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A rare and forgotten cause of aortic aneurysm: tertiary syphilis
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  • Carmen Quiñonez,
  • Nathalia Buitrago-Gómez,
  • Jose Oñate,
  • Raul Castillo,
  • Carlos Devia,
  • Victor Buchelli
Carmen Quiñonez
Centro Médico Imbanaco
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Nathalia Buitrago-Gómez
Universidad Libre - Campus Cali
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Jose Oñate
Centro Médico Imbanaco
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Raul Castillo
Centro Médico Imbanaco
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Carlos Devia
Centro Médico Imbanaco
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Victor Buchelli
Centro Médico Imbanaco
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Abstract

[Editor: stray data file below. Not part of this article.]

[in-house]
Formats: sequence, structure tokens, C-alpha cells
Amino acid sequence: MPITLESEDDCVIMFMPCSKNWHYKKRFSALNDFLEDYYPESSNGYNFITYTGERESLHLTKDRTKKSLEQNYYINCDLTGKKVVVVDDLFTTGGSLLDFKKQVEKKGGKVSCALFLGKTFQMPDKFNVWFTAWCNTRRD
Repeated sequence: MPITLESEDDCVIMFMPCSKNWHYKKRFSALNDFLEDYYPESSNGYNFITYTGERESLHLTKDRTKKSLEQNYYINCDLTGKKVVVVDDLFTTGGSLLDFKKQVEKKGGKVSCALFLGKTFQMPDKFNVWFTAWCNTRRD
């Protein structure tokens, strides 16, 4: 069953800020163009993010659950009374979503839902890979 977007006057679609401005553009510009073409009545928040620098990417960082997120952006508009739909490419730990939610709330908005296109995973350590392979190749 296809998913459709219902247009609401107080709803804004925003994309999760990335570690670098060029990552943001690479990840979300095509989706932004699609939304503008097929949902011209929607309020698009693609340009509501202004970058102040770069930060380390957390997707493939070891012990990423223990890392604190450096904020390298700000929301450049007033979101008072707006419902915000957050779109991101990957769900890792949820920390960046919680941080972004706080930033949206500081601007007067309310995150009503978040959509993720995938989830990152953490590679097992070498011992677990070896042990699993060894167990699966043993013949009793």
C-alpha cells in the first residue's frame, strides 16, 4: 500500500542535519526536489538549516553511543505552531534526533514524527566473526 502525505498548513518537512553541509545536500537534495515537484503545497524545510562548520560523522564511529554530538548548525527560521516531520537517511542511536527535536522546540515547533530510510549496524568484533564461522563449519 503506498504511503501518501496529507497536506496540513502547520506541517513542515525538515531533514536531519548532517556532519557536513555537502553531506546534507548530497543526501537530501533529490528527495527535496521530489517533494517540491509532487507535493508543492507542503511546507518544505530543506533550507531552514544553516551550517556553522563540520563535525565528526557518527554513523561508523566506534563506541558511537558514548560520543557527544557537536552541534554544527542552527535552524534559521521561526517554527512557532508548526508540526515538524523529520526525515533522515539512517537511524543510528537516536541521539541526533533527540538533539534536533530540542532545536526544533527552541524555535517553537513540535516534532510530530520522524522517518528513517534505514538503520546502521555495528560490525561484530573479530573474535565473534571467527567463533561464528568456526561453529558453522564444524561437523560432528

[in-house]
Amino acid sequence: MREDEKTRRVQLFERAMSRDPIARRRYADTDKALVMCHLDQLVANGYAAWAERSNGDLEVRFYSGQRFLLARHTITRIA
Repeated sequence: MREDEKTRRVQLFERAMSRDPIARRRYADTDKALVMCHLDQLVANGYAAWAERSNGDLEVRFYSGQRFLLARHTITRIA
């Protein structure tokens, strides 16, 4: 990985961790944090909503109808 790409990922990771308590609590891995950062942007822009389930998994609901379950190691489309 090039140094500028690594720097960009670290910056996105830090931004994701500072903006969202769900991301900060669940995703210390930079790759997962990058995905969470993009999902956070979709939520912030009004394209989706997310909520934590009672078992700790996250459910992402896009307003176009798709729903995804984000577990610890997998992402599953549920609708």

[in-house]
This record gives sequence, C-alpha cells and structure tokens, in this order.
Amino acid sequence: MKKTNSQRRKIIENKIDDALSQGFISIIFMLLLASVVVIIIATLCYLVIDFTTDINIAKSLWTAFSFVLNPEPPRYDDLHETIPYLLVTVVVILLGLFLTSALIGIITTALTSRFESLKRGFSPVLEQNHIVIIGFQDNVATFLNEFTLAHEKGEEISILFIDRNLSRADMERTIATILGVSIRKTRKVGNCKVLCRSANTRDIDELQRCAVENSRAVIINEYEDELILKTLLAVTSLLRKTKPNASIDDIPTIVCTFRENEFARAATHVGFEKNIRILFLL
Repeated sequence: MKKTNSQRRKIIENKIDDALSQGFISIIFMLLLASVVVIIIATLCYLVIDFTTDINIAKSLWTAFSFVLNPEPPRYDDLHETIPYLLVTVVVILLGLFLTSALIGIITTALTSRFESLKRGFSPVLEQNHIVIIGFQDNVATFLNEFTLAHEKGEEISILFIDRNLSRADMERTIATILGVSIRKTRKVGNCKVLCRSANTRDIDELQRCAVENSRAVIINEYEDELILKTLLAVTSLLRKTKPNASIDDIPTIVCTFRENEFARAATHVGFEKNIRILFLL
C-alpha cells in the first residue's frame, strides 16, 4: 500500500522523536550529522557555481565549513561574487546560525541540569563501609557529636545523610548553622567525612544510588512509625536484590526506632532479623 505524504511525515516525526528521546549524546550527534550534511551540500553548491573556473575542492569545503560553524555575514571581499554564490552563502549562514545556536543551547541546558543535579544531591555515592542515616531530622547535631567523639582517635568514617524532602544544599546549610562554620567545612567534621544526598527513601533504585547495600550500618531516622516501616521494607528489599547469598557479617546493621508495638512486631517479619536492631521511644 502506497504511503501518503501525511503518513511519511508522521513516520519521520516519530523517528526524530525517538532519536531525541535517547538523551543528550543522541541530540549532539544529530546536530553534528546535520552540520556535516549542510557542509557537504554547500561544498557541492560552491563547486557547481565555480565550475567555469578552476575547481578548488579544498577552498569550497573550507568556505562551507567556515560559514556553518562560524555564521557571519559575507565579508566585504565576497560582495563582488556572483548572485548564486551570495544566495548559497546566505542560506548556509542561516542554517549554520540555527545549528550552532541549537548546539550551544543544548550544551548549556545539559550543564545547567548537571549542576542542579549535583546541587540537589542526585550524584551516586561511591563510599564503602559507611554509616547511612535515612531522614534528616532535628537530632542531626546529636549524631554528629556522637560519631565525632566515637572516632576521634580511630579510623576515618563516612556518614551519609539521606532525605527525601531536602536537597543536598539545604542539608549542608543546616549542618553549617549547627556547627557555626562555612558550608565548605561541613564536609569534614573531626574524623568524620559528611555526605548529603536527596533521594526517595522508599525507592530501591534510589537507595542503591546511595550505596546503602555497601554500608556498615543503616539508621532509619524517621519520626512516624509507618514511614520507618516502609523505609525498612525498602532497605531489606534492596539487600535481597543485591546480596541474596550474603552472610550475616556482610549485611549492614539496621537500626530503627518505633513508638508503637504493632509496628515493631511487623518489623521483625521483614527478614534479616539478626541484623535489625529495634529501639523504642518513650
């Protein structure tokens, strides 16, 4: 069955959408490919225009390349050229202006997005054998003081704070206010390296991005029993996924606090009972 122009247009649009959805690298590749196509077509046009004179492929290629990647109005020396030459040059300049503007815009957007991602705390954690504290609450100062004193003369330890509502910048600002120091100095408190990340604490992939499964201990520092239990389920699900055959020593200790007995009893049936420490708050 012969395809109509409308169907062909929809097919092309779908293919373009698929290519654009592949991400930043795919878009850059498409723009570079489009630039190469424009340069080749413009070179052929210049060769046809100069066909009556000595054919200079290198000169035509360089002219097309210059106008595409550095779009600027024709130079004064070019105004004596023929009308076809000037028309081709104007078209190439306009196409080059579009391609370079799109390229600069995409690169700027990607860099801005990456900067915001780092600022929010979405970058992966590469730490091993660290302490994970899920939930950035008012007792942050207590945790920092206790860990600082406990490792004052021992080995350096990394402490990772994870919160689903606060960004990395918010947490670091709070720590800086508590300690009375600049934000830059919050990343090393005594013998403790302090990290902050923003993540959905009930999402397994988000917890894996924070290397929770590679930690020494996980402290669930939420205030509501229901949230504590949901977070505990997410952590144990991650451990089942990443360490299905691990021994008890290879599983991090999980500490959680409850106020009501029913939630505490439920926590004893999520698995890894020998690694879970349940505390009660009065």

Cardiovascular syphilis occurs 15 to 30 years after infection. Syphilitic aortitis is the most common manifestation and typically involves the ascending aorta. Aneurysm formation is the least common complication of aortitis; the majority of aneurysms are single and usually saccular. We report the images of a 51-year-old man with a history of chest pain that began one month before. An aneurysm of the ascending aorta was documented. The nontreponemal and treponemal tests were reactive. Other venereal diseases, as well as neurological involvement, were discarded. The patient received treatment for non-neurologic tertiary syphilis and surgical repair by the Bentall procedure with re-implantation of the coronary arteries. Pathology showed the aortic arterial layer displaying myxoid changes in the tunica intima, as well as inflammatory infiltrate. The vasa vasorum demonstrates inflammatory infiltration with lymphocytes and plasma cells. The previous findings support the diagnosis of syphilitic aortitis. The patient’s evolution was satisfactory with no current cardiovascular symptoms.